Christina Charteris

[Author bio: Christina is studying a Bachelor of Arts in Gender Studies and Electronic Music with a minor in Womens’ Health. She is passionate about female empowerment in the Arts, and the advancement of gender equality through education and advocacy.]

She lay face down across the stairs, legs sprawled. Her chin nestled on top of her arms; eyes focused on the grey threading of the carpet in front of her. Her untamed, thick, brown hair tickled the sides of her face. The band of her purple pyjama pants had twisted all the way around her body, and her shirt was slowly sliding up as gravity gently pulled her down the stairs. Her father was working in his study. Or, at least, pretending to. She drifted in and out of reality.

An idea blossomed from the friction’s weak grip on her skin. She grabbed her dressing gown from her bedroom, put it on, and ran to the top of the stairs. She laid down on her stomach, placed her arms by her side and pushed off with her toes, conducting a chaotic descent that ended with face planting at the bottom. The dressing gown had unraveled along the way and carpet burn decorated her chin and limbs.

Determined to make this a sustainable activity, she went back to her room to construct a foolproof safety suit. The dressing gown was assembled back-to-front, secured with a double knot at the back, and customised with long socks over the feet and hands. To bypass the chin burn, she held her head high. To avoid face planting at the bottom, her arms were outstretched torpedo style. The suit was a success. She ran back up to the top of the stairs and repeated the process many, many times. This new sport was bestowed with the honorary title of Penguin Sliding.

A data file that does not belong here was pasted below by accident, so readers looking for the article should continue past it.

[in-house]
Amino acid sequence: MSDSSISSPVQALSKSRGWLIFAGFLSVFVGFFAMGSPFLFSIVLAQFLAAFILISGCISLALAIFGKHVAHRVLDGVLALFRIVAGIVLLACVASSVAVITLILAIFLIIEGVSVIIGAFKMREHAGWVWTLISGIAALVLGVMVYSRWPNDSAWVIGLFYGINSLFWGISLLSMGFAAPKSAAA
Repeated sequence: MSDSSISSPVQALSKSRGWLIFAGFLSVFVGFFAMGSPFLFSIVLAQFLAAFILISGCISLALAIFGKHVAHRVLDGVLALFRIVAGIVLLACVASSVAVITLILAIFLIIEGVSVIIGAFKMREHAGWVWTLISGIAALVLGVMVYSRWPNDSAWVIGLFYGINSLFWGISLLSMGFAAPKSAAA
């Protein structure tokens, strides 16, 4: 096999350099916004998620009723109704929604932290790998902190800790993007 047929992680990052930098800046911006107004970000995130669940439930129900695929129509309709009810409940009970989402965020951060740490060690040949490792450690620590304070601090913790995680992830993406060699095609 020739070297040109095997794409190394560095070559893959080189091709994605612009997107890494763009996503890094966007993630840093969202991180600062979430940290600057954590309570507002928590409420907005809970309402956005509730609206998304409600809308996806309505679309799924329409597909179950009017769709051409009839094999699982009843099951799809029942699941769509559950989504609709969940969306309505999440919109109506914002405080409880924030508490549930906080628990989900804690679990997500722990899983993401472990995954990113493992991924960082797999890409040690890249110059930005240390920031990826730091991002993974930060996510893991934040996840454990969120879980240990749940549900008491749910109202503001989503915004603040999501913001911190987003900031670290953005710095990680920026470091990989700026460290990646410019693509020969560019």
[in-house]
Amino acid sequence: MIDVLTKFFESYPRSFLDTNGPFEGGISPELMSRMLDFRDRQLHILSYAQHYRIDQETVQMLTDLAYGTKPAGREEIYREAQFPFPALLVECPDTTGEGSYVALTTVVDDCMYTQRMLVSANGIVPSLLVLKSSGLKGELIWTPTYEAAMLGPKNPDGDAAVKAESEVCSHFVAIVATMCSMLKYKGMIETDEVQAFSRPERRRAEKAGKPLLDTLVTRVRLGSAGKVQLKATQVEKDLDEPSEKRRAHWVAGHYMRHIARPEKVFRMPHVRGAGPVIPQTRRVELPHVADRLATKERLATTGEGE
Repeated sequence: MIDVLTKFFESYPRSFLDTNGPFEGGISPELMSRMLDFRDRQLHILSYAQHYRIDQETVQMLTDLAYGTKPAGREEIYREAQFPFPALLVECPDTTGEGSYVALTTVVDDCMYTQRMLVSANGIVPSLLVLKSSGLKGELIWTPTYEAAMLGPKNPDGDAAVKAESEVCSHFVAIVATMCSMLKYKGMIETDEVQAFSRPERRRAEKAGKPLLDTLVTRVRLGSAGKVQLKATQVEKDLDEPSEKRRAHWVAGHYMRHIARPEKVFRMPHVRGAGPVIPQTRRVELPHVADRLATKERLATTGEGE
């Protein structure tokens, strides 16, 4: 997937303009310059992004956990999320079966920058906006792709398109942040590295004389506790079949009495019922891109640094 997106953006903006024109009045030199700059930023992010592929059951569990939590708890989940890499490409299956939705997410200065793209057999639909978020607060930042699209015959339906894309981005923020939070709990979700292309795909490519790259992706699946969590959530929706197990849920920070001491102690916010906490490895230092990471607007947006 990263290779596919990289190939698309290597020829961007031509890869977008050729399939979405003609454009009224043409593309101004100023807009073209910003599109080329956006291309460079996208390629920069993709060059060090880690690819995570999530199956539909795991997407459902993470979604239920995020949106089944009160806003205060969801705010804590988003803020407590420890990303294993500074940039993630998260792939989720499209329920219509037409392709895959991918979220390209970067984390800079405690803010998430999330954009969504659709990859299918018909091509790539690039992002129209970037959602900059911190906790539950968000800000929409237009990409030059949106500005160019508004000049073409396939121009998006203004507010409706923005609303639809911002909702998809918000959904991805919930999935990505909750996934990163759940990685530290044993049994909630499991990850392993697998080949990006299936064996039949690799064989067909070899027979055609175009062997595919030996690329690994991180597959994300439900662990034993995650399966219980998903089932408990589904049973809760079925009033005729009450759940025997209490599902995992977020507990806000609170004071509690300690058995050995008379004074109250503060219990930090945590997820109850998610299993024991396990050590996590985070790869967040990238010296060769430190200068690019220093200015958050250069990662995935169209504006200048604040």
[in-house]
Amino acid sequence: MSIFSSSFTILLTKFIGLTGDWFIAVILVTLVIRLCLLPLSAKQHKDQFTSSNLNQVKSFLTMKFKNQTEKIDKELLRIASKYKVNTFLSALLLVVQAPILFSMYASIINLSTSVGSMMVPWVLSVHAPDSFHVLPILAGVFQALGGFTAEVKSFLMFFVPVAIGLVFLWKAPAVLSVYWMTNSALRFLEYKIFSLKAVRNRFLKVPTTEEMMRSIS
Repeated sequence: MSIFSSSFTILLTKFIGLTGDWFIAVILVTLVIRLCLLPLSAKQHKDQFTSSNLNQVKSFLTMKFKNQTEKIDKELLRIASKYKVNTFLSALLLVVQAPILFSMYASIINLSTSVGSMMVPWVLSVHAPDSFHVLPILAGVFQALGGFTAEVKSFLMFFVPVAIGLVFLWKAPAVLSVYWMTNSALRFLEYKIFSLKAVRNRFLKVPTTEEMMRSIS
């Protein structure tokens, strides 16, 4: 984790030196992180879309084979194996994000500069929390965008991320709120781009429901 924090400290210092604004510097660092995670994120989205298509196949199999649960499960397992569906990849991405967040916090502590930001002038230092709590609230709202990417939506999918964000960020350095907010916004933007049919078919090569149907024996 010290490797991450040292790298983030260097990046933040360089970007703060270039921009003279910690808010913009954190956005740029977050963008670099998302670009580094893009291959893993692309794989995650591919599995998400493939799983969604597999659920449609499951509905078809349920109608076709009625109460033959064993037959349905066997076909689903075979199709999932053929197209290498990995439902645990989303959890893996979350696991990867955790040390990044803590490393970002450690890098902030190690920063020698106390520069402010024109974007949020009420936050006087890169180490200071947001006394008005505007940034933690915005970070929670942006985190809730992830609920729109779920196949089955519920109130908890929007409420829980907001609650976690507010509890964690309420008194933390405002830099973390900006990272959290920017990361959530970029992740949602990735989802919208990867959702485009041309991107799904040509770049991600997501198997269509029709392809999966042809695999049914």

The rumble of the garage opening summoned her father from his study. He opened the front door and a perfectly poised woman entered, wearing a black pantsuit, black pointed high heels and a crown fashioned from black sunglasses; she greeted her husband with a kiss on the cheek.

The child wrapped herself around her mother’s legs. “Guess what I did today!” she beamed.

“I really don’t have the time right now Sarah. Tell me later,” her mother sighed.

“But it was really cool, I got…”

“I said later.”

She peeled the child off her legs and clomped into the kitchen to make herself a cup of coffee. The adults engaged in discussions on politics and economics as the evening’s routine settled in. Sarah climbed into a seat at the kitchen bench and patiently listened to the conversation.  On many occasions, Sarah sharply inhaled as if to speak, hoping someone would notice, but that flickering flame of hope slowly dimmed and eventually went out.

Once Sarah entered high school, she boxed up her previous endeavours and focused on her education. She slicked her hair back into a low tight ponytail, adopted a knee-length blue tartan skirt, and a perfectly ironed white button-down top.

“How was your day?” her mother asked after Sarah’s first day at her new school.

“Good,” she replied.

“Anything interesting happen?”


The truth was, she couldn’t remember what happened. Getting home at 4:00pm, her mind was a blur. The academic institution had forcibly sucked the soul from her body, allowing exhaustion to find its way into every muscle, causing her motions to become robotic and routine.

After another long day at school, Sarah stumbled through the front door; hair spiked up in multiple directions, dirt across her knees, bruises on her arms, and two silver medals hanging from her neck. She flopped down on the couch, waiting for her mother to arrive home from work. The front door burst open and a woman shuffled in, eyes trained on her phone.

“How was the sports carnival?” her mother asked, placing her handbag down on the kitchen bench.


“Win anything?”

“Not really.”

The father emerged from the study and busied himself in the kitchen as the mother embarked on a glorious rant about the workplace drama of the day. Sarah took this as her cue and left to take a shower.

Inevitably, as Sarah progressed through school, her ponytail started to regularly fall out, her skirt gradually rolled up, and the top buttons of her shirt adopted a tendency of undoing themselves. This appeared to be the case for most girls at her school.

On days when it was raining, Sarah’s mother agreed to pick her up after school.

“Who was that boy?” her mother asked sweetly as Sarah slipped into the backseat.

“What boy?” she grumbled.

“The one you were just talking to.”

“He’s no one.”